Mercury: How It Made Cats Dance

Mercury has captivated humanity for ages. But what happens when it invades a town?

cartoonish, silvery, shiny gray blob of elemental mercury splashes on a wine-colored, paper-textured background
Credit: Kay Wasil

design of typewriter with text 'science diction'Science Diction is a bite-sized podcast about words—and the science stories behind them. Subscribe wherever you get your podcasts, and sign up for our newsletter.

logo that says listen on apple podcastsbadge that says 'listen on stitcher'

In 1953, in the coastal town of Minamata in Japan, locals noticed some cats were acting strangely—twitching, spinning in circles, almost dancing. The reality was far darker. What looked like dancing was really convulsions. The cats drooled, spun in circles, and flung themselves into the sea. The cause of this strange behavior, residents discovered, was mercury.

Mercury—a silvery liquid, named for a quick-footed Roman God—has captivated humans since ancient times. It’s found in Egyptian tombs that date to 1500 BCE, and the first emperor of unified China believed it was the elixir of life. But what happens when it invades a town, and seeps into our brains?

Read a transcript of this episode.

Footnotes & Further Reading:

For this story, we relied heavily on the book Minamata : Pollution and the Struggle for Democracy in Postwar Japan.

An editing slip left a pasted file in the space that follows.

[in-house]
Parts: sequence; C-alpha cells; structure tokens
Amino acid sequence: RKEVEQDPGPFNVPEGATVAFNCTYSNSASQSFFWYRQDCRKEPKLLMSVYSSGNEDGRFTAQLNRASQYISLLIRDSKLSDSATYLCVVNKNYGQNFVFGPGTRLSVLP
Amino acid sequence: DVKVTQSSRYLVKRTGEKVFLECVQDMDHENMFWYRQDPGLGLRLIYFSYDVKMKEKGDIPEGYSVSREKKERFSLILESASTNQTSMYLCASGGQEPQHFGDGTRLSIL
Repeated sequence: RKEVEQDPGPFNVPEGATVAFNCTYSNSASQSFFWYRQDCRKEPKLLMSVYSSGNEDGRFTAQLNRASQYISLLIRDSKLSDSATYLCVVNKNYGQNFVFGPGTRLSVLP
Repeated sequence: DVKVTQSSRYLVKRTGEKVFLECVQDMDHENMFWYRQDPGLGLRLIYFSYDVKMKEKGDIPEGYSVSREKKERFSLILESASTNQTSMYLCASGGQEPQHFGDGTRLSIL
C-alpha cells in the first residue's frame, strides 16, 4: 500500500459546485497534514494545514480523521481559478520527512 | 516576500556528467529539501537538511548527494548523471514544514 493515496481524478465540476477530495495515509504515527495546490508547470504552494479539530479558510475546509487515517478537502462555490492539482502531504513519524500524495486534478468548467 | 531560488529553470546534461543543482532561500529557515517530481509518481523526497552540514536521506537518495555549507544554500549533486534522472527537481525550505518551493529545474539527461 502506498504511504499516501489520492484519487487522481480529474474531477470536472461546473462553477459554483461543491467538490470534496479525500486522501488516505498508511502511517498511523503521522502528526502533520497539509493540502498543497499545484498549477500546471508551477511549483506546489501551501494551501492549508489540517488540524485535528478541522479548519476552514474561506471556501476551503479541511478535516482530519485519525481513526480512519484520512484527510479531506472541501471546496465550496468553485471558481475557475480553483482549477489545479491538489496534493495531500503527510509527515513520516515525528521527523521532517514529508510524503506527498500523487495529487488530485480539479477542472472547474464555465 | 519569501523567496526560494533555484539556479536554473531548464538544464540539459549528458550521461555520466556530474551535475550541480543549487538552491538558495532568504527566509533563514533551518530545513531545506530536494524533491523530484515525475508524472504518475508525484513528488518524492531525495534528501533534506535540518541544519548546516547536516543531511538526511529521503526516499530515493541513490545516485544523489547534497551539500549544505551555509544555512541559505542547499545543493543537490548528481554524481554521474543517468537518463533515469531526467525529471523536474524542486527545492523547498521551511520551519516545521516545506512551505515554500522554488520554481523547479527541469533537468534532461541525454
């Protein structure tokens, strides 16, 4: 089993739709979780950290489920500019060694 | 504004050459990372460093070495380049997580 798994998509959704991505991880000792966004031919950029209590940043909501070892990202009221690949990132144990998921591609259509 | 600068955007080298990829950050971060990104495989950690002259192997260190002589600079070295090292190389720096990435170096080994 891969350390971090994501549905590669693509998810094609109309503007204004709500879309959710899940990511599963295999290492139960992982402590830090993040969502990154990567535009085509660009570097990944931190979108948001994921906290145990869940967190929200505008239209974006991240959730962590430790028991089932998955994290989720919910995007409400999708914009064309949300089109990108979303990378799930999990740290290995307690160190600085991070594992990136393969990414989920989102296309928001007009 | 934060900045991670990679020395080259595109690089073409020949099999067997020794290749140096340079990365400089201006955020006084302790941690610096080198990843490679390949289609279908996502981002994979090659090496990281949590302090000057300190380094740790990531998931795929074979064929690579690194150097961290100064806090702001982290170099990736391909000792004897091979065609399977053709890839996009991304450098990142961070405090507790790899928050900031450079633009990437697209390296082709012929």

Learn how mercury played a pivotal role in pinpointing a key campsite location in the Lewis and Clark expedition.


This episode of Science Diction was written by Kaitlyn Schwalje, and produced by Elah Feder and Johanna Mayer. Elah is our Editor and Senior Producer. Daniel Peterschmidt sound designed this episode and composed all the music. We had fact checking help from Danya Abdelhameid and Robin Palmer. Nadja Oertelt is our Chief Content Officer.

This season of Science Diction is sponsored by Audible.

Meet the Writers

About Johanna Mayer

Johanna Mayer is a podcast producer and hosted Science Diction from Science Friday. When she’s not working, she’s probably baking a fruit pie. Cherry’s her specialty, but she whips up a mean rhubarb streusel as well.

About Elah Feder

Elah Feder is the former senior producer for podcasts at Science Friday. She produced the Science Diction podcast, and co-hosted and produced the Undiscovered podcast.

About Kaitlyn Schwalje

Kaitlyn Schwalje was an intern for Science Friday’s Undiscovered podcast. She’s a Brooklyn-based artist and radio producer. As the daughter of a safety engineer, Kaitlyn received an early education in disaster.

Explore More

Science Diction: Cobalt

‘Cobalt’ takes its name from a pesky goblin—and mischief is baked into its name.

Read More